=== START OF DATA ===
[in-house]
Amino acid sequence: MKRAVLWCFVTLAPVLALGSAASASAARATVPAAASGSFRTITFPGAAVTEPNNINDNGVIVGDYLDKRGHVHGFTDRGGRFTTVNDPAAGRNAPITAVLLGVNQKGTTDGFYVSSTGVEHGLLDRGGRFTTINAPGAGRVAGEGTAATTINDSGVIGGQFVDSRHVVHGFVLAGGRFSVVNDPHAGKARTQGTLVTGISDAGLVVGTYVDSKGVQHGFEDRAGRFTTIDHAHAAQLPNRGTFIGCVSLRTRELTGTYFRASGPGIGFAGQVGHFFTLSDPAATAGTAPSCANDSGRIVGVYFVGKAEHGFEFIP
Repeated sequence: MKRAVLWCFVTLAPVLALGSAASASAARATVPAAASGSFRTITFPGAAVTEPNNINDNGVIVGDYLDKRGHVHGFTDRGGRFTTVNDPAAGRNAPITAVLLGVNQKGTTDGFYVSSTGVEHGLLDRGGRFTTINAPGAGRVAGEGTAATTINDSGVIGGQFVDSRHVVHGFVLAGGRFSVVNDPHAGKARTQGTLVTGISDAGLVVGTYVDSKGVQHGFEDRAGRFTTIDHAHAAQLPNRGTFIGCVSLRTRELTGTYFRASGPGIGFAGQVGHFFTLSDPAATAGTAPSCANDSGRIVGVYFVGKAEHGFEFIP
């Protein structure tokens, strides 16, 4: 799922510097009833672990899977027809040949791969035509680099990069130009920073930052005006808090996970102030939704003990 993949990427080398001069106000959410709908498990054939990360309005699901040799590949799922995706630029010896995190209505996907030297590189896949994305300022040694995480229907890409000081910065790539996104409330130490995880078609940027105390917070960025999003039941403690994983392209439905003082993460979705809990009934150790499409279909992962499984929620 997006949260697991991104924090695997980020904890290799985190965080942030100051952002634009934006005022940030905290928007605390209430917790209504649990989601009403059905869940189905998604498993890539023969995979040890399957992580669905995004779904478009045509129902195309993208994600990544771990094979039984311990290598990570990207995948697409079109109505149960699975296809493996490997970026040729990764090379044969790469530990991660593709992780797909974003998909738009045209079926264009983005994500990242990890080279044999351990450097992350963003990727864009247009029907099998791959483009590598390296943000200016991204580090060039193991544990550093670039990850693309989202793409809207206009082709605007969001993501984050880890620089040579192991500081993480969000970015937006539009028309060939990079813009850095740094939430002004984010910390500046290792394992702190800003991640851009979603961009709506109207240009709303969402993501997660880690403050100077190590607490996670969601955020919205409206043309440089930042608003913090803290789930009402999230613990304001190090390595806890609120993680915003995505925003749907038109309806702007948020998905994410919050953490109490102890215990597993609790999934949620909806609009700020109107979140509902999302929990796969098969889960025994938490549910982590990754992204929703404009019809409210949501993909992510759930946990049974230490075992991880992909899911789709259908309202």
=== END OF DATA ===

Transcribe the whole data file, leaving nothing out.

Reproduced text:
[in-house]
Amino acid sequence: MKRAVLWCFVTLAPVLALGSAASASAARATVPAAASGSFRTITFPGAAVTEPNNINDNGVIVGDYLDKRGHVHGFTDRGGRFTTVNDPAAGRNAPITAVLLGVNQKGTTDGFYVSSTGVEHGLLDRGGRFTTINAPGAGRVAGEGTAATTINDSGVIGGQFVDSRHVVHGFVLAGGRFSVVNDPHAGKARTQGTLVTGISDAGLVVGTYVDSKGVQHGFEDRAGRFTTIDHAHAAQLPNRGTFIGCVSLRTRELTGTYFRASGPGIGFAGQVGHFFTLSDPAATAGTAPSCANDSGRIVGVYFVGKAEHGFEFIP
Repeated sequence: MKRAVLWCFVTLAPVLALGSAASASAARATVPAAASGSFRTITFPGAAVTEPNNINDNGVIVGDYLDKRGHVHGFTDRGGRFTTVNDPAAGRNAPITAVLLGVNQKGTTDGFYVSSTGVEHGLLDRGGRFTTINAPGAGRVAGEGTAATTINDSGVIGGQFVDSRHVVHGFVLAGGRFSVVNDPHAGKARTQGTLVTGISDAGLVVGTYVDSKGVQHGFEDRAGRFTTIDHAHAAQLPNRGTFIGCVSLRTRELTGTYFRASGPGIGFAGQVGHFFTLSDPAATAGTAPSCANDSGRIVGVYFVGKAEHGFEFIP
């Protein structure tokens, strides 16, 4: 799922510097009833672990899977027809040949791969035509680099990069130009920073930052005006808090996970102030939704003990 993949990427080398001069106000959410709908498990054939990360309005699901040799590949799922995706630029010896995190209505996907030297590189896949994305300022040694995480229907890409000081910065790539996104409330130490995880078609940027105390917070960025999003039941403690994983392209439905003082993460979705809990009934150790499409279909992962499984929620 997006949260697991991104924090695997980020904890290799985190965080942030100051952002634009934006005022940030905290928007605390209430917790209504649990989601009403059905869940189905998604498993890539023969995979040890399957992580669905995004779904478009045509129902195309993208994600990544771990094979039984311990290598990570990207995948697409079109109505149960699975296809493996490997970026040729990764090379044969790469530990991660593709992780797909974003998909738009045209079926264009983005994500990242990890080279044999351990450097992350963003990727864009247009029907099998791959483009590598390296943000200016991204580090060039193991544990550093670039990850693309989202793409809207206009082709605007969001993501984050880890620089040579192991500081993480969000970015937006539009028309060939990079813009850095740094939430002004984010910390500046290792394992702190800003991640851009979603961009709506109207240009709303969402993501997660880690403050100077190590607490996670969601955020919205409206043309440089930042608003913090803290789930009402999230613990304001190090390595806890609120993680915003995505925003749907038109309806702007948020998905994410919050953490109490102890215990597993609790999934949620909806609009700020109107979140509902999302929990796969098969889960025994938490549910982590990754992204929703404009019809409210949501993909992510759930946990049974230490075992991880992909899911789709259908309202």